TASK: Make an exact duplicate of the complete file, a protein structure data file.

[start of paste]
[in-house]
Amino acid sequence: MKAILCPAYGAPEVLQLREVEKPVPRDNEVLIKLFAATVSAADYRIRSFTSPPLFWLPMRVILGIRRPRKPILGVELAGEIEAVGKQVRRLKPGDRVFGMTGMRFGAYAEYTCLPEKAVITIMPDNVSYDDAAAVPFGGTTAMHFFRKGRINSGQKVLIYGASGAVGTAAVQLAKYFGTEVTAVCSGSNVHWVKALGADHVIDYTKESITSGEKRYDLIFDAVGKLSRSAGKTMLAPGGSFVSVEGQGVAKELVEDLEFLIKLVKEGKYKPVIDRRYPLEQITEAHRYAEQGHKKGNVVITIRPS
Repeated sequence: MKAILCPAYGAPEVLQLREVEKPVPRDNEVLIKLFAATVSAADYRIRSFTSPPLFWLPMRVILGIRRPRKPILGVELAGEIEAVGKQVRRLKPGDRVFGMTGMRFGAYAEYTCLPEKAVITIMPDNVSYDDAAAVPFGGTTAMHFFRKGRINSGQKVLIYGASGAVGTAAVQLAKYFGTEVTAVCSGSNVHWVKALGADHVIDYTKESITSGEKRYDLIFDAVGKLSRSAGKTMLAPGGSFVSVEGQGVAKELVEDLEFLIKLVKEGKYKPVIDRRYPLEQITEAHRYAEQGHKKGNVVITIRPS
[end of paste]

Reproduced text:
[in-house]
Amino acid sequence: MKAILCPAYGAPEVLQLREVEKPVPRDNEVLIKLFAATVSAADYRIRSFTSPPLFWLPMRVILGIRRPRKPILGVELAGEIEAVGKQVRRLKPGDRVFGMTGMRFGAYAEYTCLPEKAVITIMPDNVSYDDAAAVPFGGTTAMHFFRKGRINSGQKVLIYGASGAVGTAAVQLAKYFGTEVTAVCSGSNVHWVKALGADHVIDYTKESITSGEKRYDLIFDAVGKLSRSAGKTMLAPGGSFVSVEGQGVAKELVEDLEFLIKLVKEGKYKPVIDRRYPLEQITEAHRYAEQGHKKGNVVITIRPS
Repeated sequence: MKAILCPAYGAPEVLQLREVEKPVPRDNEVLIKLFAATVSAADYRIRSFTSPPLFWLPMRVILGIRRPRKPILGVELAGEIEAVGKQVRRLKPGDRVFGMTGMRFGAYAEYTCLPEKAVITIMPDNVSYDDAAAVPFGGTTAMHFFRKGRINSGQKVLIYGASGAVGTAAVQLAKYFGTEVTAVCSGSNVHWVKALGADHVIDYTKESITSGEKRYDLIFDAVGKLSRSAGKTMLAPGGSFVSVEGQGVAKELVEDLEFLIKLVKEGKYKPVIDRRYPLEQITEAHRYAEQGHKKGNVVITIRPS